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Why the Coronavirus Crisis will Alter Shopping Habits for Good
 — March 27, 2020

Popular research reveals that it takes a minimum of 21 days to form a habit. As we stay holed up in our houses to battle the COVID-19 or coronavirus crisis, it is more than likely that we’ll pick up a few new habits—some good, some bad. For instance, I have stuck to my scheduled work hours, which is good, but my screen time has increased considerably, which can’t bode well for my eyes.

“The coronavirus has already caused a big shift in terms of where people go and what people do,” said Paco Underhill, head of behavioral research consulting firm Envirosell, and as the author of Why We Buy: The Science of Shopping and other books.

The question now, Underhill said, “is what happens on the other side of it, when we’re no longer being warned every 90 seconds that our lives are in danger and that we risk infection by getting within coughing distance of a stranger or a friend.”

While we are all unwilling participants in this worldwide production of “Big Brother”, our behaviour in the coming few days will set the tone for the rest of this quarantine period and possibly even beyond. 

Consumer behaviour will evolve rapidly during the coronavirus pandemic

As countries across the world go into lockdown, widespread closures are starting to affect brick-and-mortar stores and malls. Even the open (read “essential”) stores are facing a massive reduction in footfall as people become wary of crowds.

How does this bode for retail?

Early evidence reveals that self-quarantine and rising consumer worries have caused a spike in ecommerce as consumers look for digital options to circumvent the physical shopping environment. 

Big-box retailers like Amazon are hiring 100,000 more workers out of season to expand their order fulfilment capacity, while Target Corp and Walmart are increasing the entry wage of workers to compensate them for the surge in demand.

However, it would be naive to write this off as a temporary shift that will last only for the next few months. This is the beginning of a seismic shift.

Consumer behaviour is shaped by three factors—technological advancements, environmental changes, and economic and sociological factors; all three of which are evident with the current COVID-19 crisis. 

In the U.S., the sales for ecommerce businesses rise sharply over the holiday period by 2-3 percentage points as compared to non-holiday periods. The long term impact is that there is always an increase in digital sales post the holiday season. The data has spoken—consumers who shop online during the holiday season continue to indulge in this behaviour even after the holidays.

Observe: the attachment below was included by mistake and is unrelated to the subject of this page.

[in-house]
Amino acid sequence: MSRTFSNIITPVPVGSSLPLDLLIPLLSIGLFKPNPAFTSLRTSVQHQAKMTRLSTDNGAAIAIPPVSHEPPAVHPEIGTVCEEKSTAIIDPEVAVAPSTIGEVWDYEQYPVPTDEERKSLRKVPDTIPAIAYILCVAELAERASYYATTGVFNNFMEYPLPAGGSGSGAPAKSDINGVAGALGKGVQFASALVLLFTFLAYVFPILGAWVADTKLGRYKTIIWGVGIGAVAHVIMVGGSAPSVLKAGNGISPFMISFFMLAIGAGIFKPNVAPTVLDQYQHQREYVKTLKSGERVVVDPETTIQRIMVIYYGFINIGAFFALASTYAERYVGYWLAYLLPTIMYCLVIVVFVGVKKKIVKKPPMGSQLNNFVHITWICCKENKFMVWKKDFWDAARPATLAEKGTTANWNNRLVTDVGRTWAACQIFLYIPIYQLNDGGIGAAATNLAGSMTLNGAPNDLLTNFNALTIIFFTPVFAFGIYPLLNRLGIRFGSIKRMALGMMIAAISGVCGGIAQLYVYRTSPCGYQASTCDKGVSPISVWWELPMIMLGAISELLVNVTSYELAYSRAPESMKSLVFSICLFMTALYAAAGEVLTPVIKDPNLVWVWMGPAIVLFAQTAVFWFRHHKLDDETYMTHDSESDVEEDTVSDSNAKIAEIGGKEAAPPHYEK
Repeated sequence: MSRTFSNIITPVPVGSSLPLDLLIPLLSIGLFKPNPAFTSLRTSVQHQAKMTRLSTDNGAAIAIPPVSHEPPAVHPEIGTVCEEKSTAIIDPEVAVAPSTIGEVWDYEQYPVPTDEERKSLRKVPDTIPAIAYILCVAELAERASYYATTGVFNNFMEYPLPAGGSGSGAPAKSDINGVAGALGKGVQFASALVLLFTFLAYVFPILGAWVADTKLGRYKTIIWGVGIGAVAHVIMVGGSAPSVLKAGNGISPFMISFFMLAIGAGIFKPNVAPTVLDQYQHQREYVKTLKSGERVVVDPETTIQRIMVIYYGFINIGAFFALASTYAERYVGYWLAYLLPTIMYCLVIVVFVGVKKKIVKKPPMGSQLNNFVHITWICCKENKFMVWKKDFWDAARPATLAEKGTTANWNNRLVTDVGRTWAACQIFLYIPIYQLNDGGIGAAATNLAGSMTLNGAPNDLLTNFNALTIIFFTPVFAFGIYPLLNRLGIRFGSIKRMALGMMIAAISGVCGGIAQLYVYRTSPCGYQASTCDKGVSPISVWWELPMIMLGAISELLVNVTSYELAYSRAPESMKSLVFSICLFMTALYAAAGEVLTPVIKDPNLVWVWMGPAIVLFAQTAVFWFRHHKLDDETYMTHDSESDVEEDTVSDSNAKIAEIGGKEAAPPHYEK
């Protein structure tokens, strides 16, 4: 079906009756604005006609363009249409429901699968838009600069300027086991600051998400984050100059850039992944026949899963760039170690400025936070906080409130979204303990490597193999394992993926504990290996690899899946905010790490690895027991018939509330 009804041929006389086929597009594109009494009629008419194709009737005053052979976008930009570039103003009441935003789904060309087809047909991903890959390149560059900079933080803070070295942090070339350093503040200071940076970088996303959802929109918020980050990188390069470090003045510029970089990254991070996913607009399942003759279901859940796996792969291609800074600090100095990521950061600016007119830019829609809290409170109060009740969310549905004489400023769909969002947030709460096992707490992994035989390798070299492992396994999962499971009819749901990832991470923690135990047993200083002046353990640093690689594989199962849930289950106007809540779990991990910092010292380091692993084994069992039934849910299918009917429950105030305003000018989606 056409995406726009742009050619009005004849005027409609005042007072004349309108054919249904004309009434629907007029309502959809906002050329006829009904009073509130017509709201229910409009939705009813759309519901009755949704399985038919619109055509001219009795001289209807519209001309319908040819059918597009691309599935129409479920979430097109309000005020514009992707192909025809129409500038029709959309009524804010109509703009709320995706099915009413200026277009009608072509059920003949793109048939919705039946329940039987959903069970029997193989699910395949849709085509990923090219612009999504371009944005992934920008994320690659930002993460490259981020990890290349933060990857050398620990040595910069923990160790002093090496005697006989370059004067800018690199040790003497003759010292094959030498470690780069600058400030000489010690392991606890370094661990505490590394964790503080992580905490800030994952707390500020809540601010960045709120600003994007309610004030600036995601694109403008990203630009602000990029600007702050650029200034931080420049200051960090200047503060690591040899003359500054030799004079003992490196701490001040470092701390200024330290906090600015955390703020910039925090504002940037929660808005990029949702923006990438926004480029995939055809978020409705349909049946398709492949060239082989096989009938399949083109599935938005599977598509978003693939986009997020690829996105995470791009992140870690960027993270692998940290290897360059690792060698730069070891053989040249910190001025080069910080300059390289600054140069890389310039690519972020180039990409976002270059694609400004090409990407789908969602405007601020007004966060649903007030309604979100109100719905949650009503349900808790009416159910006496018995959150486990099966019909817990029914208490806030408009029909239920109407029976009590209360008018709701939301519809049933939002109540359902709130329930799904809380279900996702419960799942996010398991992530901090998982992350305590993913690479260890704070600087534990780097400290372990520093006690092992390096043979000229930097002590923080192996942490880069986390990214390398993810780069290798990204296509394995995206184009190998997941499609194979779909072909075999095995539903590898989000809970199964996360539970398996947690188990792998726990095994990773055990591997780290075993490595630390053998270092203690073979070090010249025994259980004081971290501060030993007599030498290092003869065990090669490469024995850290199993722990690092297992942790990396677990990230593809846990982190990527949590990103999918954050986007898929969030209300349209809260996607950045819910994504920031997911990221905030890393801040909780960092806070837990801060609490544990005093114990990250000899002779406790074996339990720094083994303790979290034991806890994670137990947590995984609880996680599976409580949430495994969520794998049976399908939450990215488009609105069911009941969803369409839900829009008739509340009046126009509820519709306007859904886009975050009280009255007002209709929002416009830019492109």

Andrew Lipsman, the principal analyst at eMarketer, states, “During the holiday, a time with more concentrated buying activity, consumers spend more online creating a step-change, meaning the consumer may not return to past behaviour.”

While the current scenario is far from a holiday, it will most likely reinvent the wheel. Consumer behaviour and the world of retail will be split into different time frames—before and after the pandemic.

Changing the pace of play: Accelerated digital transformation

A report by Digital Commerce 360 reveals that more than 10 years ago, ecommerce sales accounted for a paltry 5.1% of total retail purchases. In 2019, this share grew to a significant 16%.

Source: Digital Commerce 360, U.S. Commerce Dept.

On the other hand, Quantum Metric analyzed their data, confirming what we suspected—digital activity has accelerated during the coronavirus crisis. When the rate of conversion was compared with historical data, it was found to be 8.8% higher. 

Source: Quantum Metric

Stuart Rose, a partner at investment bank Mirus Capital Advisers, shares,

“Ecommerce is better off because stores are closing and people are at home playing on the internet.”

As the old saying goes—necessity is a mother of invention. The COVID-19 pandemic has elevated the pace of digital transformation as more and more retailers will look to mitigate the impact of the pandemic on their business by going online. Strategies that were previously shelved or scheduled for a later date will happen NOW. 

Next, a high street retailer has fast-tracked its long-term plans to manage the impact of store closures. Here’s what Simon Wolfson, Next’s chief executive has to say

“Our sector continues to experience profound and lasting structural changes and these changes are not on hold. Indeed, it is possible that the pandemic may accelerate the transition to online shopping. So we cannot afford to neglect our continuing efforts to transform every part of our business.

This process of learning new ways to serve our customers, collaborate with partners and create value for our shareholders is a task that involves every function in our business. Our buying, sourcing, systems, marketing, warehouse, distribution and store teams are all having to reinvent what we do to adapt to a rapidly changing world.”

The next couple of quarters will witness quite a jump in ecommerce sales, owing to this accelerated pace of play. If you’re wondering how you can keep up, check out these four ways to mitigate the impact of COVID-19 on your business

I’ll take your leave you with this question: At the end of this crisis, your customer will be a digital-first consumer; one who researches online and buys online. Will you be online?

Note: At Heyday, we value our community and have recently launched a “Retail Relief” program to help small and mid-sized local retailers stay afloat during the coronavirus crisis. If you’d like to accelerate digital transformation for your business, please fill out this form.

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